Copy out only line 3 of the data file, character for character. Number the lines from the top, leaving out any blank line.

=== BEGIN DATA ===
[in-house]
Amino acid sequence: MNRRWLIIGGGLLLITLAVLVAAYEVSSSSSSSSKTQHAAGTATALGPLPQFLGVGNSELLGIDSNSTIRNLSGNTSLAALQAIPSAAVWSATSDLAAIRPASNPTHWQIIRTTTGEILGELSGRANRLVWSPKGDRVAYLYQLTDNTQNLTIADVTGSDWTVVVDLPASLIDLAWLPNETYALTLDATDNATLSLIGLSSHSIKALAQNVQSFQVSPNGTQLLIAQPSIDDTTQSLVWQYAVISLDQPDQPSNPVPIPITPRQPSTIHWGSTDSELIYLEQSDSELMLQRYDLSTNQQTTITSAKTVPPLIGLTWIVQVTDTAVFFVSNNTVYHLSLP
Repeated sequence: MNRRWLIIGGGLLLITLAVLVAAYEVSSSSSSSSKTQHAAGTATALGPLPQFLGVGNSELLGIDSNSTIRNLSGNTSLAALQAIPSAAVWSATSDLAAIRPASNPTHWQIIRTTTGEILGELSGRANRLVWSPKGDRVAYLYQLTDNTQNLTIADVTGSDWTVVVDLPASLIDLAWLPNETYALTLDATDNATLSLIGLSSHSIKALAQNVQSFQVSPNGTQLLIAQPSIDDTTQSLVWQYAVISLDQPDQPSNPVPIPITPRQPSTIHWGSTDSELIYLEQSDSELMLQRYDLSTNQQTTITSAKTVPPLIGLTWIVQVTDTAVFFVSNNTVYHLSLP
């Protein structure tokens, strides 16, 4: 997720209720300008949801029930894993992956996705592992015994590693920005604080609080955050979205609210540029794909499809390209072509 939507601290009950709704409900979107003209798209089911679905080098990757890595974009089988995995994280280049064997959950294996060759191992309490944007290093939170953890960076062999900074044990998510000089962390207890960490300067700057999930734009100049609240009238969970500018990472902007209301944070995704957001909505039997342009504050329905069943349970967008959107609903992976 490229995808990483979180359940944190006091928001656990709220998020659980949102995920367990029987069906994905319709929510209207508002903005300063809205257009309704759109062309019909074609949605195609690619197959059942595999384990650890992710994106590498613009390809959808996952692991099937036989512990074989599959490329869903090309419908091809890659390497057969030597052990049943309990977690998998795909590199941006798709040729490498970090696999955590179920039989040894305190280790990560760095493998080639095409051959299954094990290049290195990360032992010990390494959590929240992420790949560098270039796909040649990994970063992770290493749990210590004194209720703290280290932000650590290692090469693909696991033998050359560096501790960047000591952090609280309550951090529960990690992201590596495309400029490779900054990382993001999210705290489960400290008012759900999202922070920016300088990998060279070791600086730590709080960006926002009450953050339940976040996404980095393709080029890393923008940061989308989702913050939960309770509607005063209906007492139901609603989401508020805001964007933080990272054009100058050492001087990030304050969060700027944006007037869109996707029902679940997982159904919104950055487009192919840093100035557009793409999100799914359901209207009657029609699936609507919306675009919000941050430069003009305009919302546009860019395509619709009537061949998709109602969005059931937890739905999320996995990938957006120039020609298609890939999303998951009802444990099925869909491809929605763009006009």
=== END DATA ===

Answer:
Repeated sequence: MNRRWLIIGGGLLLITLAVLVAAYEVSSSSSSSSKTQHAAGTATALGPLPQFLGVGNSELLGIDSNSTIRNLSGNTSLAALQAIPSAAVWSATSDLAAIRPASNPTHWQIIRTTTGEILGELSGRANRLVWSPKGDRVAYLYQLTDNTQNLTIADVTGSDWTVVVDLPASLIDLAWLPNETYALTLDATDNATLSLIGLSSHSIKALAQNVQSFQVSPNGTQLLIAQPSIDDTTQSLVWQYAVISLDQPDQPSNPVPIPITPRQPSTIHWGSTDSELIYLEQSDSELMLQRYDLSTNQQTTITSAKTVPPLIGLTWIVQVTDTAVFFVSNNTVYHLSLP